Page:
posted by Brandon Blatcher at 7:28 AM on September 4, 2012


On a related note, check out the Iowa Electronic Markets. They do not run an electoral vote share market, but they do run a vote share and winner takes all market (Currently predicting a 65% chance of an Obama win with a 53% vote share.)
posted by borges at 7:32 AM on September 4, 2012


The New York Times's FiveThirtyEight blog somehow splits electoral votes and has Obama leading 308.2 to 229.8. It offers a number of nifty map and chart views along with daily analysis.

Here's how this works. Fivethirtyeight assumes that the election is influenced by underlying variables, and it does its best to model those underlying variables. But we don't know those underlying variables' values with perfect precision; they could lie anywhere within their distribution. Fivethirtyeight attempts to infer what the distribution is for its underlying variables by aggregating together polls and economic data*.

So what fivethirtyeight does is it runs thousands of simulated elections; for each such simulation, it picks a different combination of plausible values for the underlying variables and sees what happens. This yields a rich set of hypothetical outcomes. The electoral college results reported for each candidate are the expected value** of the number of electoral votes that candidate got. It's not that any one simulation run yielded 308.2 electoral votes for Obama; it's that the 308.2 is the average number of electoral votes Obama got over all the simulation runs.

Fivethirtyeight gives results that represent the uncertainty in the simulation. Note the "chance of winning" section and "electoral vote distribution" graph shown on the right side of the page to get a sense of how certain fivethirtyeight is of its projections.

*Why economic data? Because the polls we've seen up to this point are months prior to the actual election. The actual popularities of the candidates are going to change between the time of the poll and the election date. Economic data is used to project changes in the popularities; the better the economy is doing (and more importantly, the better the economy is changing) the better incumbents will do relative to older polls. As we get closer and closer to the actual election date, the fivethirtyeight model starts trusting the polls more and more and weighting the economic data less and less.

**Expected value, briefly, is an average of possible values, weighted by the probability of those values. It's not "a value that you expect to get", because it's often a value that is not possible. But for random processes whose results are clustered around a particular value, the expected value should be close to the clustered-around value.

posted by Jpfed at 7:33 AM on September 4, 2012 [32 favorites]


I don't understand why 12 years after the 2000 election, most news sites/channels/papers (other than the ones in this post) are still obsessed with the national popular vote horse-race and ignore the electoral vote tally.

Nationally polling data is available on a more frequent basis then state-by-state data and the the news media needs something to talk about.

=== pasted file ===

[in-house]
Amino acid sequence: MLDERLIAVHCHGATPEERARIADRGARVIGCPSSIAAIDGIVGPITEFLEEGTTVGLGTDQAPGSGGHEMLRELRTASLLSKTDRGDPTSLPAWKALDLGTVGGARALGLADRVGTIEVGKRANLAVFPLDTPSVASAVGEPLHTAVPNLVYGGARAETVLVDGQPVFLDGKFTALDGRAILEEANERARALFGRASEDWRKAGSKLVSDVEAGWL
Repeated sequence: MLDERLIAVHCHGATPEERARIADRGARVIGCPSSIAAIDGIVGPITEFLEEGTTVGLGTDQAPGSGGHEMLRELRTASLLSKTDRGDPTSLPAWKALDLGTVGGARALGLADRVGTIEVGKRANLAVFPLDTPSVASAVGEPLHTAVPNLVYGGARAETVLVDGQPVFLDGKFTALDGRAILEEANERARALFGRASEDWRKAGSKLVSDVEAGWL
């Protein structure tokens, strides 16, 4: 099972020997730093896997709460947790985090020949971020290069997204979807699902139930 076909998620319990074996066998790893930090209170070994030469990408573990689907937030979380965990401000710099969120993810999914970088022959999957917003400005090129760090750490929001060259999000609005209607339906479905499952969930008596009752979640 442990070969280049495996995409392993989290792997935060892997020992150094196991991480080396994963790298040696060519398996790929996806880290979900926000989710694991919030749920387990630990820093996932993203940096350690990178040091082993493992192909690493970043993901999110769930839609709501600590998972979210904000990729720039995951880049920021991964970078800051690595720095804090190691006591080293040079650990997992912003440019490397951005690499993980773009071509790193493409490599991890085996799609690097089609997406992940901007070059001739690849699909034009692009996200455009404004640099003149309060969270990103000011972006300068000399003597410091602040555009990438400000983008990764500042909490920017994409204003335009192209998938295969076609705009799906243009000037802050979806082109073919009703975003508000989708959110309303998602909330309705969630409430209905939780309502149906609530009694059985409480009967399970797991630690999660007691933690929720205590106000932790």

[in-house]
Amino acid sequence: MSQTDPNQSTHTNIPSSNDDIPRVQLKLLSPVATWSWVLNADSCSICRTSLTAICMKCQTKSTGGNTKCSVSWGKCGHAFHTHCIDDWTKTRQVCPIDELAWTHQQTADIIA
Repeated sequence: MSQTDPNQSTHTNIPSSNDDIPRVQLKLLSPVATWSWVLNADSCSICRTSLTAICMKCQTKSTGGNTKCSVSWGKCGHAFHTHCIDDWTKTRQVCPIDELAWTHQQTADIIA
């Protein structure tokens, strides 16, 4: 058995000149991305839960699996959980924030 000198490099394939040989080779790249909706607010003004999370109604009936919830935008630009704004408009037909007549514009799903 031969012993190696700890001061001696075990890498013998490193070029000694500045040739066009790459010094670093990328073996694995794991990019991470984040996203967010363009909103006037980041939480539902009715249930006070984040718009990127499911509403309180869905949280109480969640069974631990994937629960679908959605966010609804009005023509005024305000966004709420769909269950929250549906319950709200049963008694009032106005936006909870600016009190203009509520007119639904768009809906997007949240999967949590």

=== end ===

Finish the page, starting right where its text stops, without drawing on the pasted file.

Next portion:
posted by euphorb at 7:34 AM on September 4, 2012 [5 favorites]


As we get closer and closer to the actual election date, the fivethirtyeight model starts trusting the polls more and more and weighting the economic data less and less.

Or you could click on the "now-cast" option that shows what would happen if the election was held today.
posted by zombieflanders at 7:38 AM on September 4, 2012


I don't understand why 12 years after the 2000 election, most news sites/channels/papers (other than the ones in this post) are still obsessed with the national popular vote horse-race and ignore the electoral vote tally. You don't get elected by a popular vote but every day I see some headline of "Obama's up by 2" or "Romney and Obama are virtually tied".

Theoretically the electoral college system could create a situation where there was a significant difference between the expected popular vote winner and the expected election winner, but in practice it's extremely unlikely that the winner of the electoral college voting will lose the popular vote. The reason why 2000 came down to electoral college math was that the difference in popular vote for each candidate was within a single percentage point. Doing a prediction based on the electoral college for 2000 wouldn't have been any better than one based on popular vote because there was no way to factor in the things that actually determined the election like accidental Pat Buchanan votes and Supreme Court decisions. When a Presidential race is that close, the difference between the winner and loser will be within the error margins of any prediction system, and probably even within the error margins of the election process itself. If a candidate is up by 7% in the polls that's a pretty good indication that it will be a landslide like 2008, whereas if the candidates are within a percentage point of each other nationally it's a pretty good sign that it's a true toss-up and electoral college nuances will come into play, but good luck picking out the one correct electoral college scenario out of the dozens that are more or less equally likely.